Search form

WATCH: Intricate Embroidery Comes to Life in ‘Chad Gadya’

Artist and filmmaker Nina Paley and Wolfram Research co-founder Theodore Gray automate the process of creating embroidered animation in their lively animated short. 

Artist and filmmaker Nina Paley and Wolfram Research co-founder and author Theodore Gray recently completed a year-and-a-half collaboration to create a delightful animated intermission for Paley’s feature film, Seder Masochism, using embroidery.

Chad Gadya, a traditional Passover folk song, was rendered in beautiful embroidery on 16-inch cotton matzoh covers, each containing six frames of animation, which were then photographed. This incredibly complicated project presented a number of challenges, including the limited speed of embroidery machines and the limitations of existing embroidery design software, which don’t allow for easy automation. “Automation is crucial in animation,” Gray writes in a post on his StitchBlog. “Both because of the scale of the problem, and because if you want consistency from frame to frame, you want to avoid manual steps that introduce variability.”

To address this problem, the duo created all their embroidery designs using custom software written specifically for animation embroidery that allowed them to control the exact placement of the stitches, not for one frame at a time, but over all the frames as a whole.

The team started with Paley’s animation, which was created in Macromedia Flash. Her animated sequences were then exported in vector file format for Gray to import into Mathematica, which preserved the full polygons for each moving part of the figure.

Gray used the unclipped polygons to determine the direction of stitches, which needed to be kept perpendicular to the major axis of the polygon. “In Nina's style of animation, the polygons don't change shape,” Grey explains, which meant that the direction of the stitches had to follow the movement of the figure, making the final animation look like a single stitched figure that is moving, instead of what Gray calls “a hodgepodge of separate figures.”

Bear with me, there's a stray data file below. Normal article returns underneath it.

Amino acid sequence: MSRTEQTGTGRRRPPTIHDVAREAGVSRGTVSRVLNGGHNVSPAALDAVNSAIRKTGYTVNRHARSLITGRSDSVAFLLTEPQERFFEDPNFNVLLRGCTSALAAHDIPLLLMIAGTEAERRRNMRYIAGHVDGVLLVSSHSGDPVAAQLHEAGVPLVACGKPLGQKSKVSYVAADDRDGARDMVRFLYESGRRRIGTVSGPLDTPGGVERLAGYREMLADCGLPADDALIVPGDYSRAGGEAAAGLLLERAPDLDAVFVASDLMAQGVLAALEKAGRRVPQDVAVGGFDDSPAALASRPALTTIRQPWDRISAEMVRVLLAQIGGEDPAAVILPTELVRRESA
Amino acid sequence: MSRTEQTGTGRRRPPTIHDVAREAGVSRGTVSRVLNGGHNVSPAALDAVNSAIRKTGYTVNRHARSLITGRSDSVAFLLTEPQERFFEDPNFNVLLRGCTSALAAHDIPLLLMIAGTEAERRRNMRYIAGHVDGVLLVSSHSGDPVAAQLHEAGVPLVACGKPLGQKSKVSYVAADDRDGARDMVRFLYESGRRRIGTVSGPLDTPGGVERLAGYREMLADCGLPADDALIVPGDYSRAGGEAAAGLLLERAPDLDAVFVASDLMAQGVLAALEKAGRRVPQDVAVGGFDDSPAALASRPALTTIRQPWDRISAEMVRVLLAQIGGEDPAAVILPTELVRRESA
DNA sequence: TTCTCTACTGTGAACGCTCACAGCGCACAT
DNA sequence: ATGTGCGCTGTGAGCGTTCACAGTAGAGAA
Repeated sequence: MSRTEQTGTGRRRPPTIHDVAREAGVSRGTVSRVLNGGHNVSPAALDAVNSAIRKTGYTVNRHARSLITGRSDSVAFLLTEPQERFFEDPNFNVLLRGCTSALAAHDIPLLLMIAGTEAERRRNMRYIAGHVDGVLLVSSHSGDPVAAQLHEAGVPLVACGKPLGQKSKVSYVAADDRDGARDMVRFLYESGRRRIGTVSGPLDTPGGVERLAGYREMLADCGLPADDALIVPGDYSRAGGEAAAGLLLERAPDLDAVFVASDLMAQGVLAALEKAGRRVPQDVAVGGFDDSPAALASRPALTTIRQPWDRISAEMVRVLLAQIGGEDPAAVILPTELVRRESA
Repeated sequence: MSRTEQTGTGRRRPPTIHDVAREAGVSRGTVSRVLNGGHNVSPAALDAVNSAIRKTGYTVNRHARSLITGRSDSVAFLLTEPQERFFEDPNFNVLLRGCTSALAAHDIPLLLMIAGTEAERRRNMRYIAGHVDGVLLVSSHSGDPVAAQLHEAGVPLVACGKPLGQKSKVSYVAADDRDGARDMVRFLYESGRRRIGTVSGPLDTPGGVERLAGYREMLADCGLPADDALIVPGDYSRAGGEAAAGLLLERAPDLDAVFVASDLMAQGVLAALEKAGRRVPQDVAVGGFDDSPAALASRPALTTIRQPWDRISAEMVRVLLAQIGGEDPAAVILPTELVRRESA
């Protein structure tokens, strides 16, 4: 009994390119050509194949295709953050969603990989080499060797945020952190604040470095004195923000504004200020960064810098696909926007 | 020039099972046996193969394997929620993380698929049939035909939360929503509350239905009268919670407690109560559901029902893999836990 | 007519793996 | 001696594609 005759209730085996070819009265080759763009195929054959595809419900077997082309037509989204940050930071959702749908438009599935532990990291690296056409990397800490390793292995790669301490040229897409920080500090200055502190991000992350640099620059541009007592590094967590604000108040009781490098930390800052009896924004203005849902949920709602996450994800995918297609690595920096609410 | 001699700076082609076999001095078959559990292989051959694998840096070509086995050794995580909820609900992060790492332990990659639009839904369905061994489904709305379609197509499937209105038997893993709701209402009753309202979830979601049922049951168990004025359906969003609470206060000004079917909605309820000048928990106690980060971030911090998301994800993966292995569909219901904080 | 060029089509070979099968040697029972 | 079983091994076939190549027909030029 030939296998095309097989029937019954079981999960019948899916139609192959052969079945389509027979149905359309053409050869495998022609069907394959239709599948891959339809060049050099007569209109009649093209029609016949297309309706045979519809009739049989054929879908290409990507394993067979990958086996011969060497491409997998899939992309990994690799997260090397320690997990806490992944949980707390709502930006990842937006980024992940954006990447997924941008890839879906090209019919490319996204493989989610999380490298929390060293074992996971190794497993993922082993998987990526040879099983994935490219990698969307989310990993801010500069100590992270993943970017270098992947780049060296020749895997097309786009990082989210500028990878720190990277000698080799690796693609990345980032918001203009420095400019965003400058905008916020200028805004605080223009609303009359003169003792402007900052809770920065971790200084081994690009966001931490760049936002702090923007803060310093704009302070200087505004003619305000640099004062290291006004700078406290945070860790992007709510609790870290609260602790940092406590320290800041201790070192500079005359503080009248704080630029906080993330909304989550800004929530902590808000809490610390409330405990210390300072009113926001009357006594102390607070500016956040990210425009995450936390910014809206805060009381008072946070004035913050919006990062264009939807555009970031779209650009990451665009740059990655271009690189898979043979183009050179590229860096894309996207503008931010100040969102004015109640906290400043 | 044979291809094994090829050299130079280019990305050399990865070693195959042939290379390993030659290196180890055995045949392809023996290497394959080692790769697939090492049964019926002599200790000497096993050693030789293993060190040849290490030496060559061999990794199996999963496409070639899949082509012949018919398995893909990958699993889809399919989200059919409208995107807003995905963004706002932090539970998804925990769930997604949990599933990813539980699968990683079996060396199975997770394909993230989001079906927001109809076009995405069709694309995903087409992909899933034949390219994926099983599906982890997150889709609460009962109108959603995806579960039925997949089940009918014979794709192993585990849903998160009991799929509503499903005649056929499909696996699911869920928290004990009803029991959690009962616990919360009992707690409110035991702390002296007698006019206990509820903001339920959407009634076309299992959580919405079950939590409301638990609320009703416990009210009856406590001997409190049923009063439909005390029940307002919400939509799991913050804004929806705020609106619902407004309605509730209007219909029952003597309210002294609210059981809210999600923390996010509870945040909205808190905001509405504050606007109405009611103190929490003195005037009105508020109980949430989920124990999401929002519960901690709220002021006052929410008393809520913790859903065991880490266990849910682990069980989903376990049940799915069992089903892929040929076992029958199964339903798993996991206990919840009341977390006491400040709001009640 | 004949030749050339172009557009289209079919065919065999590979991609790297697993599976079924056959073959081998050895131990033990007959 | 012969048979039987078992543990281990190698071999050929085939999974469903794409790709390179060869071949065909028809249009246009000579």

Paley's initial animation frame.

Mathematica's rendering of Paley's animation.

The frame with stitches based on the orientation of its unclipped form.

Gray’s clever code incorporated satin stitching (i.e. a series of flat, zig-zag stitches used to cover a section of fabric) and traveling lines crossing the middle of patches, which allowed the machine to go from one patch of color to another of the same color without having to stop and cut the thread --  crucial to maintaining fast, effective stitching. Gray’s code automatically optimized the process of selecting which colors to stitch first to minimize total thread cutting as well.

Filling patches also posed a difficult challenge because of the potential to stitch themselves into a corner. Grey addressed this issue by creating “walking stitches” that allowed them to reach the end of patches and fill them without getting stuck in the corners without a way out.

An example of Gray's walking stitches.

Gray’s stitchcoding in Mathematica allowed the team to go beyond the restrictions of off-the-shelf software. “This allowed us to automate beautiful iridescent stitches and preserve them from frame to frame, so the resulting animation really looks like moving embroidery,” Paley says.

Watch only the 516 frames of the rendered animation in the player below:

Each matzoh cover used in the short can be viewed individually and purchased here.